Judge Stephen G. Milliken was waiting at the Gallery Place Metro station for a train Thursday morning when a youth snagged his iPhone from his hand.
The D.C. Superior Court judge isn’t alone in having his electronic device stolen. Metro Transit Police said they’ve seen a spike in “snatch-and-grab” robberies of iPhones and similar devices.
“We’ve had a great increase in the snatching of iPhones and iPads over the last couple of years, not just here but in transit systems across the country,” Metro Transit Police Chief Michael Taborn said.
In Metro’s system, there were 508 such robberies, which can include purse snatchings, in 2010. That’s up from 425 in 2009. From January through March, there were 99 such incidents, according to police.
In Milliken’s case, he tried to get his phone back, a move transit police do not recommend.
About 9:15 a.m., Milliken was standing on the platform of the Red Line when a young man jumped off a train and snatched his iPhone from his hand and ran off. Milliken, who most recently oversaw the misdemeanor sexual abuse case of Washington Redskins defensive tackle Albert Haynesworth in his courtroom, chased the youth down to the Green/Yellow line platform. He grabbed the youth and took back what he thought was his iPhone, authorities said.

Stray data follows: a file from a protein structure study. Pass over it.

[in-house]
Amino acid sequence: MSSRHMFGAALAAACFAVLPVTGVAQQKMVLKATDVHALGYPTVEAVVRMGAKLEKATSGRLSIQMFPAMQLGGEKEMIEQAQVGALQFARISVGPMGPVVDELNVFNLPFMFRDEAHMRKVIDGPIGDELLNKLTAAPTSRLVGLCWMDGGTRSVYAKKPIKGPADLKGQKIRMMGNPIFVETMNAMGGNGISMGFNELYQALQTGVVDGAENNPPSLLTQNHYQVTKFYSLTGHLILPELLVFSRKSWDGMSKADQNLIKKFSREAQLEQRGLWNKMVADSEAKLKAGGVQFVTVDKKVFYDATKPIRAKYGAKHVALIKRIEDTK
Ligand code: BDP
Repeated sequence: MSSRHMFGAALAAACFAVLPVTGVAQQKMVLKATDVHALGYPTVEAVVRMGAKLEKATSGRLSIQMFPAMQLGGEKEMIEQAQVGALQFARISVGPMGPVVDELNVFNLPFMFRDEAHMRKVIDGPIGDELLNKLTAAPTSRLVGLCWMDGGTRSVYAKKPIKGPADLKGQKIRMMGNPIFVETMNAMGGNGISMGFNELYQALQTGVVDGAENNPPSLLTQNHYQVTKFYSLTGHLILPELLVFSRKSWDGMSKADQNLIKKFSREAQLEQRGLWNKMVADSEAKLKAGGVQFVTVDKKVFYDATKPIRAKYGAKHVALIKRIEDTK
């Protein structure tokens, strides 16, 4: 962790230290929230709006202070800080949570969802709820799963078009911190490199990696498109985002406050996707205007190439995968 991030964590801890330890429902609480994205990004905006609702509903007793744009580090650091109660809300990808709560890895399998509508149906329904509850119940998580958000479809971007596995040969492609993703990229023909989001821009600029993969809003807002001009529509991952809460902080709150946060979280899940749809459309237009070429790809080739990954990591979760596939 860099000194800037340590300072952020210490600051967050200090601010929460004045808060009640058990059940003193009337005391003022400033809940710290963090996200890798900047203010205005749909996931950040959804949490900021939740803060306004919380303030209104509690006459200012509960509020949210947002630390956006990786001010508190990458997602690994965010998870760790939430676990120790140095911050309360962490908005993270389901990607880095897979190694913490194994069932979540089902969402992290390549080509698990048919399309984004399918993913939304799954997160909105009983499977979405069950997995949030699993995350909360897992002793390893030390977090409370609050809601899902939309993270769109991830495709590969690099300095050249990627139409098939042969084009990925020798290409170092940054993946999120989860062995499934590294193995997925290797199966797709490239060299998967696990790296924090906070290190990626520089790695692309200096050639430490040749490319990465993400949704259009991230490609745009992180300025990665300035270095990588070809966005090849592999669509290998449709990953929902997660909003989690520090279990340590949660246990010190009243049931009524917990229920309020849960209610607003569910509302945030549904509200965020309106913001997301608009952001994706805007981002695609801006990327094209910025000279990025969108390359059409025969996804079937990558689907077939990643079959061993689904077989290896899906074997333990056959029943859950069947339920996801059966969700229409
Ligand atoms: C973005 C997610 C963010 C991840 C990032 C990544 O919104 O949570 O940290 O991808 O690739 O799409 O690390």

But it turned out the phone wasn’t the judge’s.
“It was obvious he had other iPhones,” Taborn said of the youth.
The youth, who transit police said is 16 to 21 years old, broke free from the judge’s hold and got away. Police are investigating the case.
Dan Stessel, a Metro spokesman, said stealing smartphones and other electronic devices “is a crime of opportunity.” He advises people to “take common sense steps to prevent” such thefts and not carry such devices out in the open on Metro.
Police said the crime usually happens near train doors and station exits, when people aren’t paying attention and are looking at their device. That’s typically when, Stessel said, “a suspect snatches it out of their hands and runs.”
Stessel encouraged users of the latest version of the iPhone to register their devices in Apple’s free tracking system so, in the event of loss or theft, the device can be tracked by a Global Positioning System.
Transit officials wouldn’t elaborate on Milliken’s case, saying they typically don’t release the names of crime victims. The judge was first identified Thursday as the victim by WAMU.
“We’ve had extensive conversations with the judge,” Taborn said. “He’s very appreciative of the efforts that we’ve done for tracking it.”
A woman answering the phone in Milliken’s chambers Friday would not reveal any details about the theft. “I’ve been instructed to make no comment and refer all calls to the Metro police,” she said. “Thank you, and you have a nice day.”